- Article 25/II-d of the Labor Code, which regulates that the acts of the employee that are in the nature of teasing the employer, the employer's family members, or another employee,
provides the just cause for termination of employment. There is no statement in the article of the law that the actions in question must be directed to the face-to-face interlocutor. In the decision of the 9th Civil Chamber of the Court of Cassation numbered 2016/22368 E. and 2017/14208 K:
"Although it is clearly understood that the plaintiff employee is an employee of the defendant workplace from his Twitter account, he made more than one post in the nature of insulting and taunting other employees who cannot be identified because he did not name them, for example "... friends, if you are going to be a bossy HR personnel, don't do that profession, don't drive people crazy, are you really that curious to lick the boss’s ... ", and even if he did not mention any names, it was seen that upon the defendant employer's learning of the Twitter posts, which clearly insulted and taunted another employee at the workplace, the plaintiff stated in his defense that although he accepted the Twitter posts, there were no colleagues among those who followed his Twitter account, and therefore the person or persons he meant were not his colleagues. However, it is seen from the content of the message that the person(s) subject to the message is the plaintiff's coworker, and what is missing is only concrete identity information. Considering that the termination made by the employer is justified due to the messages in the nature of insulting and taunting another employee at the workplace without giving a name due to work, even in absentia, it is erroneous to accept the lawsuit while it should be rejected."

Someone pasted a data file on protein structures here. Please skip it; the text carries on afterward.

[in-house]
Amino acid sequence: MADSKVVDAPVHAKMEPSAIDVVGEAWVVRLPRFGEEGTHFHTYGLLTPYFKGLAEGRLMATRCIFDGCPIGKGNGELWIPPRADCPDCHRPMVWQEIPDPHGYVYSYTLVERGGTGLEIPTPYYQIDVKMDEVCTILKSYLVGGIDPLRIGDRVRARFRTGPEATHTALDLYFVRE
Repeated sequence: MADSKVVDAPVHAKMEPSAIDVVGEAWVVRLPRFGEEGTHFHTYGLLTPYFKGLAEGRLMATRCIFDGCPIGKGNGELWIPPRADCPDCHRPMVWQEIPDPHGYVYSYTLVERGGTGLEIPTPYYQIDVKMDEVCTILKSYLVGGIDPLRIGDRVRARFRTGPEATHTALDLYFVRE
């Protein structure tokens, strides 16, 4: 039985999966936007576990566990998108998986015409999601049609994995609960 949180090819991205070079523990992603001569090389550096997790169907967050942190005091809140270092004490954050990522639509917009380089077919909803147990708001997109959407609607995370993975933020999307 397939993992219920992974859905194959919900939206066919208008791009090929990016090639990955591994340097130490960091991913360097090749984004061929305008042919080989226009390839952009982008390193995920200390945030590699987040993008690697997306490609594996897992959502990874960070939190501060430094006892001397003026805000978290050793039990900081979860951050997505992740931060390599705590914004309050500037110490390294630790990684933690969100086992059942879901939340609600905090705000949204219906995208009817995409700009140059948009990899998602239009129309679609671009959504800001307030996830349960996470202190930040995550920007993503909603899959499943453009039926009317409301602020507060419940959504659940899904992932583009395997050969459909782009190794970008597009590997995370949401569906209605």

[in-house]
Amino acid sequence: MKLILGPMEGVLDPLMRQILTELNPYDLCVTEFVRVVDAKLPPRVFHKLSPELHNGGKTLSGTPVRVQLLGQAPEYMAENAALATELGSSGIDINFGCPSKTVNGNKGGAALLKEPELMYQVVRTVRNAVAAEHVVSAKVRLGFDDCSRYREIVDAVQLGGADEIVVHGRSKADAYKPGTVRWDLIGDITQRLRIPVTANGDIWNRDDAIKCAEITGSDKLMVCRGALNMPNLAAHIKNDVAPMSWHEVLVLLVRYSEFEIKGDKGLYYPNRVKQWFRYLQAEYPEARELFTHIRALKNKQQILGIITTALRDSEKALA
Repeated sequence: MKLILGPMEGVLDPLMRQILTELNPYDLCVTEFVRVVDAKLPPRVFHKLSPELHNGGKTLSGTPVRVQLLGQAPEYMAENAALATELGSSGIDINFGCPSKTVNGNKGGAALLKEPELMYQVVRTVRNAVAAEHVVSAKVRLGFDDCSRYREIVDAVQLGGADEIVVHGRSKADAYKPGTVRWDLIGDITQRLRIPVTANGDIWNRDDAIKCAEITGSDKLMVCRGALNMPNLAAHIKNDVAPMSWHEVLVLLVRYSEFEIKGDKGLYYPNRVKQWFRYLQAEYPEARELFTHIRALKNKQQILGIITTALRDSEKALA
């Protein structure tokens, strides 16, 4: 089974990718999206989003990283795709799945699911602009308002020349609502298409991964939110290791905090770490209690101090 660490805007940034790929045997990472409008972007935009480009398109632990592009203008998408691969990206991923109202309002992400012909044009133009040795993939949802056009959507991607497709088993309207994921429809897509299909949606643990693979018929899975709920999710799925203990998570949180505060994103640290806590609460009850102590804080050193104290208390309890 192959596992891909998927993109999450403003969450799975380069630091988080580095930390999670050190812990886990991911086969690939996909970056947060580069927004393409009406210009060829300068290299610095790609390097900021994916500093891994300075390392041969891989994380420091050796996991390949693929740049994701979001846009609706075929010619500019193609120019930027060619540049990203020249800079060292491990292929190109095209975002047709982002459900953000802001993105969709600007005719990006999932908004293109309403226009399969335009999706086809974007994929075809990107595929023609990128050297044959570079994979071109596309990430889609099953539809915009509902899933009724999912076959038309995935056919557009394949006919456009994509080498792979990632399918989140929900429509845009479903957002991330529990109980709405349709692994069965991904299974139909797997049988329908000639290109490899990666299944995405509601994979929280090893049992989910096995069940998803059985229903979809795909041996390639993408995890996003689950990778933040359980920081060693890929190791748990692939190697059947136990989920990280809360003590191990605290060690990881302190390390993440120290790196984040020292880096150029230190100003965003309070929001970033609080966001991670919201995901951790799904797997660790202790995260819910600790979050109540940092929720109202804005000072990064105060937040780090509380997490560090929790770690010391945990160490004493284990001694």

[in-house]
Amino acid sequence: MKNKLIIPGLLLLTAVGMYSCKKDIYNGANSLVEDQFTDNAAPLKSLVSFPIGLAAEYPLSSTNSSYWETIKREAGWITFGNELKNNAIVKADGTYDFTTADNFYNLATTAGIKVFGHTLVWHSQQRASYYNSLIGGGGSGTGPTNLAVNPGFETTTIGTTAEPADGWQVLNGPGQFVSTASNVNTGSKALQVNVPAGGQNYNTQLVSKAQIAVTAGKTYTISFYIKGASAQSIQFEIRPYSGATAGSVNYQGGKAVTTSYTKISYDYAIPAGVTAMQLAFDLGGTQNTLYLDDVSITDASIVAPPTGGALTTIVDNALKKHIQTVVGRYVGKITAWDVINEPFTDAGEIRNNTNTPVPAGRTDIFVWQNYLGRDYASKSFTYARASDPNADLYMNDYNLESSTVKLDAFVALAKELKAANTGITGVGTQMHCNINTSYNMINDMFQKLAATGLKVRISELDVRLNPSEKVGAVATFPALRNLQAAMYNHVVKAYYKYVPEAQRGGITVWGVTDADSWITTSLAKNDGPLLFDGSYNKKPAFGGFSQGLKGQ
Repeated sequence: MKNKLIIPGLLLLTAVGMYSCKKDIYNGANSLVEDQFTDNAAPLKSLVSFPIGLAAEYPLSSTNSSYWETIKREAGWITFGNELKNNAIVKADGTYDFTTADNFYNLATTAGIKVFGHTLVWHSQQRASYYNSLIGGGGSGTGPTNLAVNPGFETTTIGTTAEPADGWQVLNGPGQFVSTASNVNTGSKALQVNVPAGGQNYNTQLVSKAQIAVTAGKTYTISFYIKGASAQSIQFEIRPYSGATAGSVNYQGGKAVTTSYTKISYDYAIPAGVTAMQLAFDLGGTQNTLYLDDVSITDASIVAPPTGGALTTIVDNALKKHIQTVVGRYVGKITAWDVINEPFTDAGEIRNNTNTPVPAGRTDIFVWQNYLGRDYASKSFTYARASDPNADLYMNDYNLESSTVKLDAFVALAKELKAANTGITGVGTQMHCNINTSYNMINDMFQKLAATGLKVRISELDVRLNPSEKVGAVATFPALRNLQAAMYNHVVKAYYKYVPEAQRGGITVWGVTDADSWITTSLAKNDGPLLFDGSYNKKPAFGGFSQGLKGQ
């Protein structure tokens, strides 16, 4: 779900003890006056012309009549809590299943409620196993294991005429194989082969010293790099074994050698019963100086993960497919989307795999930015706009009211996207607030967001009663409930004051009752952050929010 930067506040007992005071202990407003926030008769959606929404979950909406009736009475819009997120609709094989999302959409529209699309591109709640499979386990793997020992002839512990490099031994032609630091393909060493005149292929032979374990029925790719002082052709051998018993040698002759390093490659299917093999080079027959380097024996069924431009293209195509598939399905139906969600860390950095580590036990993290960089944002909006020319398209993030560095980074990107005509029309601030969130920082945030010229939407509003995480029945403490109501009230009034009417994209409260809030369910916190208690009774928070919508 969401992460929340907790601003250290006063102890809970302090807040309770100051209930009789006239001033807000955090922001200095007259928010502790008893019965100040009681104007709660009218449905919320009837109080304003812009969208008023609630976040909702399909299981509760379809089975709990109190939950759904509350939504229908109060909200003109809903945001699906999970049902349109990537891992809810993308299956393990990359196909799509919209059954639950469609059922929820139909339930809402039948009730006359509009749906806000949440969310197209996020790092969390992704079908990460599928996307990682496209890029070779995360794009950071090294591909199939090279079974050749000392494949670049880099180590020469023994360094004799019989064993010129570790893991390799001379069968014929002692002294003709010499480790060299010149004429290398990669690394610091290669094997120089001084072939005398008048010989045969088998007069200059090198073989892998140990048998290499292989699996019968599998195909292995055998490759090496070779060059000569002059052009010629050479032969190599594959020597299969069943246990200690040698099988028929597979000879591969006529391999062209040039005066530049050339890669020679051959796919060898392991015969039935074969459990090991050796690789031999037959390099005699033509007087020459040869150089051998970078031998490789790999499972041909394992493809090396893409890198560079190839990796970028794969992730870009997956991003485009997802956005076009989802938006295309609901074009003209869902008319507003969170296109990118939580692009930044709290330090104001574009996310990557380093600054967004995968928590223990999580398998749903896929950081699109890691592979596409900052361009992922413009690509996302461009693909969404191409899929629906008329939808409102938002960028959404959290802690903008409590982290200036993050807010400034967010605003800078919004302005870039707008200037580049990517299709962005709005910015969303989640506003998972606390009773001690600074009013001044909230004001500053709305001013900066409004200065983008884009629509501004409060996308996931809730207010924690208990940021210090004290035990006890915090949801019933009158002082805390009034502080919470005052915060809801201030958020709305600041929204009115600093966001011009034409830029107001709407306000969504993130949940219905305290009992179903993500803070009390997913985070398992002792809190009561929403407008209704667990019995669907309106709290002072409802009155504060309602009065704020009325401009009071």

the Court of Cassation stated that the employment agreement can be terminated for just cause even if the action that will constitute a just cause of termination is not necessarily made to the face of the interlocutor, but even if it is made in absentia through social media. Therefore, it would be appropriate to say that the posts made by the employee from his/her social media account, which fall within the definitions in subparagraphs b, c, and d of Article 25/II of the Labor Code, will constitute a just cause for termination of the employment agreement if the posts carry the severity for just cause. As a matter of fact, in the decisions of the Court of Cassation, it is stated that if the social media post constitutes one of these violations, the employment agreement may be terminated for just cause: